Volume Growth

Revenue growth can be broken down into changes in price and volume (the number of units sold). While both are important, volume is the lifeblood of a successful staples business as there’s a ceiling to what consumers will pay for everyday goods; they can always trade down to non-branded products if the branded versions are too expensive.

Duckhorn's average quarterly volume growth was a healthy 2.9% over the last two years. This is pleasing because it shows consumers are purchasing more of its products.

Duckhorn Year-On-Year Volume Growth

In Duckhorn's Q2 2024, sales volumes dropped 2.7% year on year. This result was a further deceleration from the 0.4% year-on-year decline it posted 12 months ago, showing the business is struggling to push its products.

Gross Margin & Pricing Power

All else equal, we prefer higher gross margins. They usually indicate that a company sells more differentiated products and commands stronger pricing power.

Duckhorn's gross profit margin came in at 56.6% this quarter, up 3.2 percentage points year on year. That means for every $1 in revenue, $0.43 went towards paying for raw materials, production of goods, and distribution expenses.

Duckhorn Gross Margin (GAAP)

Duckhorn has best-in-class unit economics for a consumer staples company, enabling it to invest in areas such as marketing and talent to stay one step ahead of the competition. As you can see above, it's averaged an exceptional 52.8% gross margin over the last two years. Its margin has also been trending up over the last 12 months, averaging 8.8% year-on-year increases each quarter. If this trend continues, it could suggest a less competitive environment where the company has better pricing power and more favorable input costs (such as raw materials).

Operating Margin

Operating margin is an important measure of profitability accounting for key expenses such as marketing and advertising, IT systems, wages, and other administrative costs.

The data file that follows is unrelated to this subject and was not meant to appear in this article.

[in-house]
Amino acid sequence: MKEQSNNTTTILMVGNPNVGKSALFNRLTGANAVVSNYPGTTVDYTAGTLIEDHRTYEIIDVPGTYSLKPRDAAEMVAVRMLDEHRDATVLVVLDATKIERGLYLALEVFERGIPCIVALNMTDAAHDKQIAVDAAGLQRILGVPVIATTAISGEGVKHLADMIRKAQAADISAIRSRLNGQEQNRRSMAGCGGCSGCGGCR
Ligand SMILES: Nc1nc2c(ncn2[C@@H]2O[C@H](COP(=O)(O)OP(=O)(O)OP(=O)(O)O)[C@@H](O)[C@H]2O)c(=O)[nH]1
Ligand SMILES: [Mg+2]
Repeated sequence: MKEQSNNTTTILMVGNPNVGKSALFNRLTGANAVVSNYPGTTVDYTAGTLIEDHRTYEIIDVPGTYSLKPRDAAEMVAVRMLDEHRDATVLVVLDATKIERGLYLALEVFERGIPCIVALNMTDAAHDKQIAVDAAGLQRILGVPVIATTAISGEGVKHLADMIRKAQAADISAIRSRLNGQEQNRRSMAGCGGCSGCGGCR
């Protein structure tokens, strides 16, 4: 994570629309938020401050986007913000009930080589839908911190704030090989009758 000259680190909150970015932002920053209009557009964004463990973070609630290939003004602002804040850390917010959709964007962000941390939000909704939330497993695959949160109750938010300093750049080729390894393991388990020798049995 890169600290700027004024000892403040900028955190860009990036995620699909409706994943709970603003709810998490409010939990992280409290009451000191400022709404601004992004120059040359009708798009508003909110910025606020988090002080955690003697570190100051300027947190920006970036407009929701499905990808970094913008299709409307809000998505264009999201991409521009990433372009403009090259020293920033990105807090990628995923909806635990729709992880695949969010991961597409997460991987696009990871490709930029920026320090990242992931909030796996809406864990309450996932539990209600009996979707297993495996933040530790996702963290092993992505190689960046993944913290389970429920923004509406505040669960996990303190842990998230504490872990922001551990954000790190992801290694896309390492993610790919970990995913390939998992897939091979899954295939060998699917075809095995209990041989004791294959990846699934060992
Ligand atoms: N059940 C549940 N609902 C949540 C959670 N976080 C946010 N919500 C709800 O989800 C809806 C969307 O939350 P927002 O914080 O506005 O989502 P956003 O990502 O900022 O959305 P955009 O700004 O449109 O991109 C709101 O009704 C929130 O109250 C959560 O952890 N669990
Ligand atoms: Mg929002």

In Q2, Duckhorn generated an operating profit margin of 28.2%, up 3.5 percentage points year on year. This increase was encouraging, and we can infer Duckhorn was more efficient with its expenses because its operating margin expanded more than its gross margin.

Duckhorn Operating Margin (GAAP)

Zooming out, Duckhorn has been a well-oiled machine over the last two years. It's demonstrated elite profitability for a consumer staples business, boasting an average operating margin of 24.5%. On top of that, its margin has improved by 3.3 percentage points on average over the last year, a great sign for shareholders.


These days, some companies issue new shares like there's no tomorrow. That's why we like to track earnings per share (EPS) because it accounts for shareholder dilution and share buybacks.

In Q2, Duckhorn reported EPS at $0.18, down from $0.18 in the same quarter a year ago. This print unfortunately missed Wall Street's estimates, but we care more about long-term EPS growth rather than short-term movements.

Duckhorn EPS (Adjusted)

Between FY2021 and FY2024, Duckhorn's EPS grew 15.7%, translating into an unimpressive 5% compounded annual growth rate.

On the bright side, Wall Street expects the company to continue growing earnings over the next 12 months, with analysts projecting an average 8.9% year-on-year increase in EPS.

Cash Is King

Although earnings are undoubtedly valuable for assessing company performance, we believe cash is king because you can't use accounting profits to pay the bills.

Duckhorn burned through $50.66 million of cash in Q2, representing a negative 49.2% free cash flow margin. The company reduced its cash burn by 255% year on year.

Duckhorn Free Cash Flow Margin